Married couple transformed vintage camper into a stunning home on wheels

Justin and Anna Scribner have established a business turning old campers into a stunning home on wheels.

The couple thought of this enterprise following Justin’s purchase and restoration of a 1958 Shasta Airflyte trailer.

Justin’s love for trailer camping started during childhood. He has a family history of travel trailering that dates back to 1940s.

They are now proud owners of Flyte Camp, which restores vintage trailers. They turn vintage trailers into works of art.

Aside from having an artfully designed camper, one can have a comfortable trailer to use to travel the country.


The Scribner’s finished products have been featured in TV shows and magazines, sparking interest from aficionados.

Although restoring beat-up old trailers has been their expertise, the couple goes about their work with extra care because making a wrong decision means losing thousands of dollars.

Flyte Camp brands itself as the “Premier Vintage Travel Trailer Restoration and Renovation Company”.

Justin’s love for trailer camping started during childhood. He has a family history of travel trailering that dates back to 1940s.

His father had traveled with his parents in various travel trailers.

Flyte Camp’s website states: “As a child, Justin found himself fascinated not only with vintage travel trailers, but especially ones manufactured by aircraft companies.  In 1998, with some persuasion, he talked Anna into taking a look at an ‘old trailer’ for sale.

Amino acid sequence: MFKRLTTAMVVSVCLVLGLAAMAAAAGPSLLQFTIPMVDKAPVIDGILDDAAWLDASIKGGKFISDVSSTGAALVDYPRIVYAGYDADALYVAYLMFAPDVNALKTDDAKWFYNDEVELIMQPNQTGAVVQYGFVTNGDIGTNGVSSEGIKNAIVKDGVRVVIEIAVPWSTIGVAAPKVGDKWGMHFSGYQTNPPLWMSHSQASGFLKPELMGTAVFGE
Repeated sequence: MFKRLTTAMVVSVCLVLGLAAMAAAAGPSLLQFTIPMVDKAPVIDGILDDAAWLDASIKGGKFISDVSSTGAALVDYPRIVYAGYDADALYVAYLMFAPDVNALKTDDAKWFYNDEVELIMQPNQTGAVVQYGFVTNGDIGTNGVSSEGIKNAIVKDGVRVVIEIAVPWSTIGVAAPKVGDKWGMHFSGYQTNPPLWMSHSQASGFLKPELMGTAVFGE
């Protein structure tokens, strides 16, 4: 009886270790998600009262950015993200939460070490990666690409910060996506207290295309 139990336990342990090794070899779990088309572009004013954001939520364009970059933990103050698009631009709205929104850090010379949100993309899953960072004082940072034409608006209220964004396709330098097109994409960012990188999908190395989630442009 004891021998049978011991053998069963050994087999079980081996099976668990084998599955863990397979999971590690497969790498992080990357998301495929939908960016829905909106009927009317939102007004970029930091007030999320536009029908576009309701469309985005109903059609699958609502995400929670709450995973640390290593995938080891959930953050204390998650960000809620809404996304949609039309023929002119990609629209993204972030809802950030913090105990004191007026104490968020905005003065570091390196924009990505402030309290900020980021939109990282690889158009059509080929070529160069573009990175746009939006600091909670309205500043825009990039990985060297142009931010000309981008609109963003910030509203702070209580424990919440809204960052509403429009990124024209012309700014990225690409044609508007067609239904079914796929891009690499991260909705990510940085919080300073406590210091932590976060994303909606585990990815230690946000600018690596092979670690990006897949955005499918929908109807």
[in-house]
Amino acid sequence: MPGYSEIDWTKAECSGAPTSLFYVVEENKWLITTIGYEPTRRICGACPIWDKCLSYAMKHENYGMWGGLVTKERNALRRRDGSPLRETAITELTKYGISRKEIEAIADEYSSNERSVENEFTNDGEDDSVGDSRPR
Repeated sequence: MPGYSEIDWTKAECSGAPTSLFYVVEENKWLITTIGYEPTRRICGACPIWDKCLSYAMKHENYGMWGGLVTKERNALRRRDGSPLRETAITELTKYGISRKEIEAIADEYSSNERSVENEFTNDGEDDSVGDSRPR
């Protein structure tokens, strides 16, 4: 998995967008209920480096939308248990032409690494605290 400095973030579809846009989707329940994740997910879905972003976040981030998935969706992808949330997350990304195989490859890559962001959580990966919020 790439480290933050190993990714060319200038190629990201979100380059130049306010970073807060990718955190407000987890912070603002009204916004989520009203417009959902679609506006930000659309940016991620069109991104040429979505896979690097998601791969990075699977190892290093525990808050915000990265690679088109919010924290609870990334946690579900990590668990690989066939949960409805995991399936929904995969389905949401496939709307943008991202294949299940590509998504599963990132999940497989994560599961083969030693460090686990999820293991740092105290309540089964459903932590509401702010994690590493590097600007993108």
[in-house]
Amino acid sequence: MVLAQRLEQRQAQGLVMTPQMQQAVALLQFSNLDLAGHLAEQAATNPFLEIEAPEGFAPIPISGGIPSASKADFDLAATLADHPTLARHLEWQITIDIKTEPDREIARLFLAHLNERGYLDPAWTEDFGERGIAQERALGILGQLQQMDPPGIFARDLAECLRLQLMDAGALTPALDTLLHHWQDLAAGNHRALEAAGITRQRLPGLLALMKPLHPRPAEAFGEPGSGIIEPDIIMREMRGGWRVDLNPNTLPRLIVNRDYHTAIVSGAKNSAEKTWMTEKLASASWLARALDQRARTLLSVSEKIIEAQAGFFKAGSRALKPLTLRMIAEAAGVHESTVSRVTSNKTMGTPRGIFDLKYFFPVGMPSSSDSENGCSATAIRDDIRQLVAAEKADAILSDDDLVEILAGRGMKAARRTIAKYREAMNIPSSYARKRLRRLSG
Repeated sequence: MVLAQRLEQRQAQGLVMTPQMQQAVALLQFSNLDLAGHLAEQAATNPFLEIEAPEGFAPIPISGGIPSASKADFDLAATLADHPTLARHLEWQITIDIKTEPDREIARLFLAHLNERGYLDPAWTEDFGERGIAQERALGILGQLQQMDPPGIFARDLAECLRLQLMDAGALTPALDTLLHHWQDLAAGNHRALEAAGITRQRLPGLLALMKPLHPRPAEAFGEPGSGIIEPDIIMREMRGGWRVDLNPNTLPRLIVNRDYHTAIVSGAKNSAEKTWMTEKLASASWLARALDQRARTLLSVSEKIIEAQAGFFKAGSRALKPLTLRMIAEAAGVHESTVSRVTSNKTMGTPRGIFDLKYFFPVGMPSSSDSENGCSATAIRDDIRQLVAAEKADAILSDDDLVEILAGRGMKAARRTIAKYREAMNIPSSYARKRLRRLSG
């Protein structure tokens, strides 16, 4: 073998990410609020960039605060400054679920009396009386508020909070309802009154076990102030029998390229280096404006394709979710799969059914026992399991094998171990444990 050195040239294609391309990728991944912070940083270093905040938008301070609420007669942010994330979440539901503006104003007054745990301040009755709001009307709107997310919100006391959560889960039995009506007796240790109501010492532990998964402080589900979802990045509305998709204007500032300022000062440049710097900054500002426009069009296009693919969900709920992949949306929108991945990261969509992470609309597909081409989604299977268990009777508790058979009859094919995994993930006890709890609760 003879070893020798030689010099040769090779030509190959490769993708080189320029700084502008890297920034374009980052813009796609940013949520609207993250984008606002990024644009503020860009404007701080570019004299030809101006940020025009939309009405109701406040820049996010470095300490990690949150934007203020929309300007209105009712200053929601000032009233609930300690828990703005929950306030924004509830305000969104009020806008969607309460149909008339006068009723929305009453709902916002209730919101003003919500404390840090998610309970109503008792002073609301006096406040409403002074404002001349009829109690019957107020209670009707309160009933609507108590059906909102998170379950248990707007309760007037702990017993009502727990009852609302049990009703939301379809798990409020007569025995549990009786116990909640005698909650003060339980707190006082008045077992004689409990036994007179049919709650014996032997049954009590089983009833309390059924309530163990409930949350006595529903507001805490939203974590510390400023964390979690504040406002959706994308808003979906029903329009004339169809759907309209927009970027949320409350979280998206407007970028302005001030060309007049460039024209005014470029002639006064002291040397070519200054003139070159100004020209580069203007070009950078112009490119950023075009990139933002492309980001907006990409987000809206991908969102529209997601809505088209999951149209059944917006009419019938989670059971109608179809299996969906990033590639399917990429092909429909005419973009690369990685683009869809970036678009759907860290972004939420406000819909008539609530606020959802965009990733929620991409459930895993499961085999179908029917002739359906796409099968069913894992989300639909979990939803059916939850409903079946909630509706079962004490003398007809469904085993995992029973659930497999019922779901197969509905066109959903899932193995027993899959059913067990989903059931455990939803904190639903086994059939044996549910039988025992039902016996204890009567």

"She instantly fell in love with the cool lines and mid-century styling of the 1958 Shasta Airflyte that inevitably became their first baby.  Justin and Anna have been enjoying traveling in and restoring vintage travel trailers as a hobby ever since.” 


In a related story, innovative thinkers have found a clever way to build a house at a minimal cost – and the design is seen to help address homelessness in developing countries.

The sustainable house can be built for $4,000 in less than 24 hours.

Icon, an Austin-based startup, and New Story, a worldwide nonprofit organization working to providing a home for the homeless, have come together to roll out this innovation in developing countries.

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